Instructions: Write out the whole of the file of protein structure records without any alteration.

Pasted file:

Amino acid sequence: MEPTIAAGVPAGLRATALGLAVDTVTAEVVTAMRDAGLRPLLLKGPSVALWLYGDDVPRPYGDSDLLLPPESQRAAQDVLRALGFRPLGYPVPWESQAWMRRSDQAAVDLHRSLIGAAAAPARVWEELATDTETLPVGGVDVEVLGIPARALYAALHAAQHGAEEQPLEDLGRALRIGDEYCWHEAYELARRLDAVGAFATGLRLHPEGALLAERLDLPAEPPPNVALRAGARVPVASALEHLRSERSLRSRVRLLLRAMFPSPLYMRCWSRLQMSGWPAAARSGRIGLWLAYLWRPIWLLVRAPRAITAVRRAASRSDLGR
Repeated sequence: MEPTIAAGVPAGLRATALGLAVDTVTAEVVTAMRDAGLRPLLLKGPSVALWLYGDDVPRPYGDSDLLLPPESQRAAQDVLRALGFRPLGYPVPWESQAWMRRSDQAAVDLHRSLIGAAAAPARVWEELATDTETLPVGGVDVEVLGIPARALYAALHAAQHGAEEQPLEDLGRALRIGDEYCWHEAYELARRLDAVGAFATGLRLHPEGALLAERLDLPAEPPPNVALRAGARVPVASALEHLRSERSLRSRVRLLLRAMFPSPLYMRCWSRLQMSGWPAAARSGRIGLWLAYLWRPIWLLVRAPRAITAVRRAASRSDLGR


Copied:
Amino acid sequence: MEPTIAAGVPAGLRATALGLAVDTVTAEVVTAMRDAGLRPLLLKGPSVALWLYGDDVPRPYGDSDLLLPPESQRAAQDVLRALGFRPLGYPVPWESQAWMRRSDQAAVDLHRSLIGAAAAPARVWEELATDTETLPVGGVDVEVLGIPARALYAALHAAQHGAEEQPLEDLGRALRIGDEYCWHEAYELARRLDAVGAFATGLRLHPEGALLAERLDLPAEPPPNVALRAGARVPVASALEHLRSERSLRSRVRLLLRAMFPSPLYMRCWSRLQMSGWPAAARSGRIGLWLAYLWRPIWLLVRAPRAITAVRRAASRSDLGR
Repeated sequence: MEPTIAAGVPAGLRATALGLAVDTVTAEVVTAMRDAGLRPLLLKGPSVALWLYGDDVPRPYGDSDLLLPPESQRAAQDVLRALGFRPLGYPVPWESQAWMRRSDQAAVDLHRSLIGAAAAPARVWEELATDTETLPVGGVDVEVLGIPARALYAALHAAQHGAEEQPLEDLGRALRIGDEYCWHEAYELARRLDAVGAFATGLRLHPEGALLAERLDLPAEPPPNVALRAGARVPVASALEHLRSERSLRSRVRLLLRAMFPSPLYMRCWSRLQMSGWPAAARSGRIGLWLAYLWRPIWLLVRAPRAITAVRRAASRSDLGR